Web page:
For instance in my place there are far more physicians than prepared nurses, but they continue holding a high status while we remain on the botton. They are the clinics and private Hospitals' owners and occupy the 100% of the Public Political Charges in Health Caring.
    We DO NOT realize that no health care institution can function a minute without Nursing. It looks like we all are low profile. "Well, our roots are not the best to build an unconscious basement of self-esteem to allow a sane growing of our professional status". On past times we where male-slaves and female prostitutes or nuns. No duoubt, in the collective imagination we remain so.
    The real problem lies in our deep unconscious. If we don't change it inside, nothing will change it for us.
  9. by   Alley Cat
    Nursing shortage? In our area, there's such an economic crunch that people with college degrees, no matter what field they are in, are willing to push brooms or flip burgers. The clincher? If you have a college degree, employers won't hire you to just flip burgers--you're overqualified. Our facility is in a hiring freeze because of financial problems, we remain understaffed for the winter (and it was bad last year), and there are rumors that there's going to be another big layoff. And then they wonder why there's a shortage? I honestly feel it's been artificially created. The nurses are out there--they're just sick of being treated like crap. Long-term employees feel short changed when hiring bonuses are offered to newcomers, new grads want the same pay that I'm getting after 19 years (3 years of which no raises were given out to anyone), and hospitals are no different in the business world than factories are--we're all just a number, nothing more. Unions have been voted down (too much bad press locally), and I'm not sure I totally agree with that approach--we're talking people here, not machinery parts or assembly lines. I'm not sure of my stance on travelers--there are several who have really bailed us out of bad staffing situations, and my experience has been that they have selected traveling as a way to deal with their own financial crunches and/or burn out.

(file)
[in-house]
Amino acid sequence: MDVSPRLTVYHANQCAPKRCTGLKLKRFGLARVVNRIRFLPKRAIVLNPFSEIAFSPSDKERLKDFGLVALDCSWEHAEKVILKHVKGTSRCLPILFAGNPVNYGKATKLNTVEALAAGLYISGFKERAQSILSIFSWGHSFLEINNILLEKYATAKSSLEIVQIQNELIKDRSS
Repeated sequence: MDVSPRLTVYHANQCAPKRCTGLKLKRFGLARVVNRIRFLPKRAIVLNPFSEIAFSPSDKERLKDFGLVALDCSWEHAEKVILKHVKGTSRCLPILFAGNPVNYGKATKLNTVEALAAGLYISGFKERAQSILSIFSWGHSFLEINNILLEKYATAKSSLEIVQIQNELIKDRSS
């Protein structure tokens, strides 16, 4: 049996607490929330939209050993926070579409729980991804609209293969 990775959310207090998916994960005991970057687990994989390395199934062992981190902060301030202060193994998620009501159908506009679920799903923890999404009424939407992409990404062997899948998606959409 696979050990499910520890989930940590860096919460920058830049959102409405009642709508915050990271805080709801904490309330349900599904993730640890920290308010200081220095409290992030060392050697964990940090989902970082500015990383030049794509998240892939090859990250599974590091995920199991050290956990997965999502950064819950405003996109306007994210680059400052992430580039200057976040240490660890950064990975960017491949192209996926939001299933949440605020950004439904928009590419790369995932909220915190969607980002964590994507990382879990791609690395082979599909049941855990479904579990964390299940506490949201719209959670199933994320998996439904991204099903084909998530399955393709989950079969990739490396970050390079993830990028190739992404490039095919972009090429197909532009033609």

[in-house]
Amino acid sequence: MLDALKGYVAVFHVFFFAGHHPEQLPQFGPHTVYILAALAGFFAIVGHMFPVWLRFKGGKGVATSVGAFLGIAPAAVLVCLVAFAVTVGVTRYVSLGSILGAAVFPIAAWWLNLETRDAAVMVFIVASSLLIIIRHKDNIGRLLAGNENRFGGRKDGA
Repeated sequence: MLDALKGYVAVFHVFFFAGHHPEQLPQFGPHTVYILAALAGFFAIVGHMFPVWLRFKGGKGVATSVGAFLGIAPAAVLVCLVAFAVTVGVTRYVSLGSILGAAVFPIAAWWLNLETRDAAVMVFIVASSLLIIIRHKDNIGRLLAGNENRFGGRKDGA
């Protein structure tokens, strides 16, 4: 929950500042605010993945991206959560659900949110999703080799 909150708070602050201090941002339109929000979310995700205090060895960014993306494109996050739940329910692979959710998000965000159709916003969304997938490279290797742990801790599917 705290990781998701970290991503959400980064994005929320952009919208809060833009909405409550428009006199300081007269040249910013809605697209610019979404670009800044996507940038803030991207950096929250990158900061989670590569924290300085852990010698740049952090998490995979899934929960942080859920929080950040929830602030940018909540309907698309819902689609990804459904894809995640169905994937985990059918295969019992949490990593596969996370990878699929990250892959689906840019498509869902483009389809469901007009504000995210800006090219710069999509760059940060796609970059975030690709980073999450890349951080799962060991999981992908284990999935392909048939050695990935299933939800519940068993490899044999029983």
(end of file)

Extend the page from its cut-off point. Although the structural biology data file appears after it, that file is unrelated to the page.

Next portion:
10. by   -jt
    <Unions have been voted down (too much bad press locally), and I'm not sure I totally agree with that approach--we're talking people here, not machinery parts or assembly lines. >

    Since we're talking people here, thats all the more reason to become unified. As a union, the law provides you with an equal seat at the table with your employer. The employer knows about $$$ - not about taking care of patients - but YOU do, so its that much more important that you have that equal seat when it comes to the decisions that will affect them. And you get that legally bound only as a union.

    As a union, you have legal backing that obligates the employer to relinquish some of the control to you. You share in the decision making on all issues that affect you, your practice, your pts, and your conditions of employment. Your job is not decided for you. It has to be decided WITH you and with your approval.